Math anxiety: what it is and how to help manage your child’s

tutoring for math anxiety

If your child struggles with math anxiety, it’s important to understand what it is. Having an understanding of their emotional reactions to math class and/or math homework can be beneficial to helping them work through it. Extreme math anxiety is prevalent in about 2-6% of secondary-school level children. Less extreme math anxiety is more common and can also have a severe negative impact on your children. 


According to the University of Cambridge Center for Neuroscience in Education, math anxiety is, “a negative emotional reaction to mathematics that can be debilitating”. Math anxiety has also been defined as “a feeling of tension and anxiety that interferes with the manipulation of numbers and the solving of mathematical problems in … ordinary life and academic situations”. Someone who struggles with math anxiety can have a very hard time learning, practicing and applying math in school and out. 


Math anxiety not only affects your children in school, but can also have an effect on their everyday lives. Children who struggle with untreated math anxiety can develop an avoidance to real-world situations in which anything with numbers or math is involved. This can even influence what careers they choose later on. Math anxiety has been shown to correlate with poor performance in math class which can impact your child’s overall attitude towards school. 


Some signs that your child struggles with math anxiety can include negative-self talk surrounding math, putting off math work, panic when doing math homework, and lack of motivation to work on math. If this sounds like your child, there are ways in which you can help them to overcome their math anxiety.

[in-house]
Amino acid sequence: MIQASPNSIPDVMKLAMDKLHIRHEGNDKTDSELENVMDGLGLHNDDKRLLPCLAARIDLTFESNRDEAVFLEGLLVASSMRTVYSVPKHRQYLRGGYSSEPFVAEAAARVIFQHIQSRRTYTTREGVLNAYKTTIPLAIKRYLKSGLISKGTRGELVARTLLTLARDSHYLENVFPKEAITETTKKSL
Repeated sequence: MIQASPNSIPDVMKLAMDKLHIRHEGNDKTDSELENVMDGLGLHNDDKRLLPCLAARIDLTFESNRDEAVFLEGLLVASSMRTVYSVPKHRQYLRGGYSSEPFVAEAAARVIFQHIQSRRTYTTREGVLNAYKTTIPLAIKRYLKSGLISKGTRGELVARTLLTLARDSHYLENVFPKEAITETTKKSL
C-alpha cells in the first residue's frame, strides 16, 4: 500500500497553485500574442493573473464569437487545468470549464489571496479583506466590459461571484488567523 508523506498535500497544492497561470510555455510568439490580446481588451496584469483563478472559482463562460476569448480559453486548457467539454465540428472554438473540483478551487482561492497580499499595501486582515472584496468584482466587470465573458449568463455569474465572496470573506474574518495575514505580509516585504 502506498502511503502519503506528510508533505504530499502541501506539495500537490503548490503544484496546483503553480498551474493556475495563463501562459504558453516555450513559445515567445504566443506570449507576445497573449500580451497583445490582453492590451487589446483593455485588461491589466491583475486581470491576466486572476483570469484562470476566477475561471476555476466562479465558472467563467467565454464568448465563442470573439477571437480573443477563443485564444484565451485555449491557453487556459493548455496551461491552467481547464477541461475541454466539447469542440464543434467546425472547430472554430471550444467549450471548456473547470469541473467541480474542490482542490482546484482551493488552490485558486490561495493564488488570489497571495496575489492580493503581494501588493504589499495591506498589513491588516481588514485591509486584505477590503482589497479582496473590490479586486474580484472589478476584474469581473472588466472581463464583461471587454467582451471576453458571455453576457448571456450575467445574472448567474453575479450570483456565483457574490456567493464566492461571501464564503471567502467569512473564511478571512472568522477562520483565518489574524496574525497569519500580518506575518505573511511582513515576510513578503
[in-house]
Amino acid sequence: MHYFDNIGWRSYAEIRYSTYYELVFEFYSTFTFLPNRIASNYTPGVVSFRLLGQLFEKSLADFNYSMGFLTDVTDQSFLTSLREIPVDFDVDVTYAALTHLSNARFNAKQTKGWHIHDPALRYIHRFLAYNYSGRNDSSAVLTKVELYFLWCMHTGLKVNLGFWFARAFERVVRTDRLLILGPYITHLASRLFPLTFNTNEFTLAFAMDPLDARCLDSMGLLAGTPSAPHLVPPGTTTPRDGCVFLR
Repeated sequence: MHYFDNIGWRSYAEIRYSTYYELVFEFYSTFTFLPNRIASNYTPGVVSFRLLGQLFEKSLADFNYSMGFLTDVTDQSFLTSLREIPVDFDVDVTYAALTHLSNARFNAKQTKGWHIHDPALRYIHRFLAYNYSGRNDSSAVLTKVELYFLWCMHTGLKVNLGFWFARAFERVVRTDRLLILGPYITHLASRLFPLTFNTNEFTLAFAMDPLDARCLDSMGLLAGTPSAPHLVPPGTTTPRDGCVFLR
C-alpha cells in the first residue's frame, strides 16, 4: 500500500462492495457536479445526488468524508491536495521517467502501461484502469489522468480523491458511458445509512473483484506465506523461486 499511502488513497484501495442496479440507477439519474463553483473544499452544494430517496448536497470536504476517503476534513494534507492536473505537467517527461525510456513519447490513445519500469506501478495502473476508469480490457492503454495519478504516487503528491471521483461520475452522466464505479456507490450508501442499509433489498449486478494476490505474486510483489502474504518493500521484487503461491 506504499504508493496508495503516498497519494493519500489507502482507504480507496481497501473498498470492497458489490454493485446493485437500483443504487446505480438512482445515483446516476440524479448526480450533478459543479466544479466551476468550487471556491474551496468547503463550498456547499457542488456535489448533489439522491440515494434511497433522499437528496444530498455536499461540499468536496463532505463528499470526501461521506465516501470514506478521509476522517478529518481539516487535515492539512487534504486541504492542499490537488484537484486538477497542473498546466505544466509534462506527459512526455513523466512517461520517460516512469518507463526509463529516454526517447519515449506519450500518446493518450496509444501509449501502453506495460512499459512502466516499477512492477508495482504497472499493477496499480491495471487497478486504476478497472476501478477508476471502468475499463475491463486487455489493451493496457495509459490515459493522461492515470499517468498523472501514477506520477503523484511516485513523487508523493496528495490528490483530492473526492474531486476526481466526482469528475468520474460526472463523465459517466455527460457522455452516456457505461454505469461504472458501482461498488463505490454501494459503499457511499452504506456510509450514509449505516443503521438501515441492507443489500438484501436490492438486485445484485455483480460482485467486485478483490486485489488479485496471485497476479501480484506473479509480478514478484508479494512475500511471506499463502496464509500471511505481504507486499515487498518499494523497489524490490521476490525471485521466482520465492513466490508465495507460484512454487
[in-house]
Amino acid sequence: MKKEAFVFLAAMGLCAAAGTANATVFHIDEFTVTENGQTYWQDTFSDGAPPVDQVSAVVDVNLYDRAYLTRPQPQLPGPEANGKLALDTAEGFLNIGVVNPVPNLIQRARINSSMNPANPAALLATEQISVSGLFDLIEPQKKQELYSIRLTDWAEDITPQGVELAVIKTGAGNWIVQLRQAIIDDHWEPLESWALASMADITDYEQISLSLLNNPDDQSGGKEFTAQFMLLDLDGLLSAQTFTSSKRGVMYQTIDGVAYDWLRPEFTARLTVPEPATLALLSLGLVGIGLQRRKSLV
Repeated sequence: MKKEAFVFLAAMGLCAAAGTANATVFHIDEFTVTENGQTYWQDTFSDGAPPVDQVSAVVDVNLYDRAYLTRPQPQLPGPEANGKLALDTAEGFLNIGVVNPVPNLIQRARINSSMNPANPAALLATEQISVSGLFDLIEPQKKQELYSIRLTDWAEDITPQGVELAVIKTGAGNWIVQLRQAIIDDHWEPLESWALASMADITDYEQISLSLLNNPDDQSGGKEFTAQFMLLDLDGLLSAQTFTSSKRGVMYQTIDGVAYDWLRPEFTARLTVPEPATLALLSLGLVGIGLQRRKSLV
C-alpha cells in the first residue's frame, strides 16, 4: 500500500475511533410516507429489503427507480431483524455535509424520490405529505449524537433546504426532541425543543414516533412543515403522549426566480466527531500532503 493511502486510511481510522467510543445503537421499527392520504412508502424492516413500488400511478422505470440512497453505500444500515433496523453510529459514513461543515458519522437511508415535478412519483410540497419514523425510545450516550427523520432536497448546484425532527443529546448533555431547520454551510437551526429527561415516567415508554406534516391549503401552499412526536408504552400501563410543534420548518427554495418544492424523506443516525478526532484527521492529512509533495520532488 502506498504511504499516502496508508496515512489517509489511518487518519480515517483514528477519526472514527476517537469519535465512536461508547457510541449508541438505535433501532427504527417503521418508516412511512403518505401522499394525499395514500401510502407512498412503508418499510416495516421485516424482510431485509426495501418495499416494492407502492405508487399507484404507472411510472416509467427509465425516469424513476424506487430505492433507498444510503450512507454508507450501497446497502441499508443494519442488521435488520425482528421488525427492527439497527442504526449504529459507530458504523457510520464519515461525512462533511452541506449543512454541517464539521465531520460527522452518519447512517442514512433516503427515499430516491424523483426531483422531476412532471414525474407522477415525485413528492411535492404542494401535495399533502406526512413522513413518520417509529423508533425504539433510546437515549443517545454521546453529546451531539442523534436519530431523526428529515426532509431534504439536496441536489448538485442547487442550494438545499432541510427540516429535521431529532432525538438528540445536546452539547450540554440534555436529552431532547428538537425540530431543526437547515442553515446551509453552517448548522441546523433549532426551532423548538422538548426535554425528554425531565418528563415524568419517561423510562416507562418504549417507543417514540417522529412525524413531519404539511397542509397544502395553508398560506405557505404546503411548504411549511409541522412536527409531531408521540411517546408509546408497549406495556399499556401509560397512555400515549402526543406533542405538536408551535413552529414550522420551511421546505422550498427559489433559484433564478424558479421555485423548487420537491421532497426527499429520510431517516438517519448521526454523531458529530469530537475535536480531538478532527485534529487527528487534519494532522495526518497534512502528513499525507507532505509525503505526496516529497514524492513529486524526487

Encouraging positive self-talk about math is a good place to start. If your child begins to put themselves down about their math abilities, attempt to change the tone of the conversation to a positive one. Uplifting your child about their math skills can help to change their overall attitude about math. Another way to help your child is to schedule times during the week when they will work on math, either independently or with the help of a tutor. Scheduling tutoring sessions can be an efficient way to ensure that your child is consistently practicing their math skills. 


Getting organized, having a schedule, and including extra help for your child’s math lessons can have significant effects on their math anxiety and performance. Working with a tutor to clear up any confusion before math class or exams will reduce their anxiety about math greatly. 


Online tutoring resources that are flexible and affordable are available with Access2Success. Personalized tutoring plans for your children’s math curriculum can reduce their math anxiety, improve their performance, and facilitate a positive attitude surrounding math.

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